Tough, smart, and struggling to stay afloat, August Snow is the embodiment of Detroit. The son of an African American father and a Mexican mother, August grew up in Detroit's Mexicantown and joined the Detroit police only to be drummed out of the force by a conspiracy of corrupt cops and politicians. But August fought back; he took on the city and got himself a $12 million wrongful dismissal settlement that left him low on friends. He has just returned to the house he grew up in after a year away and quickly learns he has many scores to settle.
It's not long before he's summoned to the palatial Grosse Point Estates home of business magnate Eleanore Paget. Powerful and manipulative, Paget wants August to investigate the increasingly unusual happenings at her private wealth management bank. But detective work is no longer August's beat, and he declines. A day later, Paget is dead of an apparent suicide - which August isn't buying for a minute. What begins as an inquiry into Eleanore Paget's death soon drags August into a rat's nest of Detroit's most dangerous criminals, from corporate embezzlers to tattooed mercenaries. From the wealthy suburbs to the near-postapocalyptic remains of the bankrupt city's factory districts, August Snow is a fast-paced tale of murder, greed, sex, economic cyber-terrorism, race, and urban decay in modern Detroit.
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Potboiler ruined by bad reading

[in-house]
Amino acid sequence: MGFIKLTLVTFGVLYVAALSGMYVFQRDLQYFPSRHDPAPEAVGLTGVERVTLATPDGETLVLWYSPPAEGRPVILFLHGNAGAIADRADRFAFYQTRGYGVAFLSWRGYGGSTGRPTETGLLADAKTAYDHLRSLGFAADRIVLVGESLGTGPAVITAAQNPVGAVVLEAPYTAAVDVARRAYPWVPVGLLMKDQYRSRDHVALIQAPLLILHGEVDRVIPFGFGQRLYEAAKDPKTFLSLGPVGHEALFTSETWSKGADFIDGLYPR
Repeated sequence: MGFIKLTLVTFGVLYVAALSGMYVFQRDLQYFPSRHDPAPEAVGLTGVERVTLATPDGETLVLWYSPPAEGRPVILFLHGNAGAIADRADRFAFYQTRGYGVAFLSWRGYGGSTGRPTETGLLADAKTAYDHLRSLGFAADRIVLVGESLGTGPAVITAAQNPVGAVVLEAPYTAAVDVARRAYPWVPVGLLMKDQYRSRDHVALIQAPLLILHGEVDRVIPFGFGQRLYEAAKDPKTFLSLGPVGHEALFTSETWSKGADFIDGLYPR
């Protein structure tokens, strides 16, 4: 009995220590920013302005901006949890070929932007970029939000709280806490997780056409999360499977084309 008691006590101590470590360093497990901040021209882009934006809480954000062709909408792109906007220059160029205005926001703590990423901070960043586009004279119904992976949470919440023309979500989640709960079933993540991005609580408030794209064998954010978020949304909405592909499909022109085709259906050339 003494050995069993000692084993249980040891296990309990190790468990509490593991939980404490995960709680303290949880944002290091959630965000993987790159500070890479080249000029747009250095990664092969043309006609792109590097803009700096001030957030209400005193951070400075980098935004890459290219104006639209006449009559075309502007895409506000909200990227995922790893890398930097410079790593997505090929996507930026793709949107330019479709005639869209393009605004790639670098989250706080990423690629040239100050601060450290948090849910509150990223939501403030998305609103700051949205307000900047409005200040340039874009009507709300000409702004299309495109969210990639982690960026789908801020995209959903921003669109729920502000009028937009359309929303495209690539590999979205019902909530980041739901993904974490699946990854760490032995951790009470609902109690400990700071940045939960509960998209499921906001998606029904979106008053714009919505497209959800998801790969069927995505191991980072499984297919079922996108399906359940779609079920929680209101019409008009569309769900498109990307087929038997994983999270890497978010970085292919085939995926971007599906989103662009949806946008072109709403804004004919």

I am enjoying listening to descriptions of Detroit. The author seems content to portray all wealthy white people in an insulting cliche manner but his protagonist is still interesting.
The protagonist, August Snow, is a promising lead character for stories of this nature.
Anyone who might read ahead a bit and learned to pronounce the words properly. A reader with some familiarity with black dialect would be appreciated. The reader seemed to be trying to stifle a constant ongoing yawn throughout the entire tale.
The reader wore me out. I almost dumped the story because of his annoying style of reading.
Heard great review on NPR but .....
The narrator did not "fit" the characters. Did not sound like anyone that has ever been to Detroit or Michigan.
Yes, Would be interested to see the cast of characters again and how they develop,
I did enjoy the story but had a hard time listening to the narration.
- cheryl baize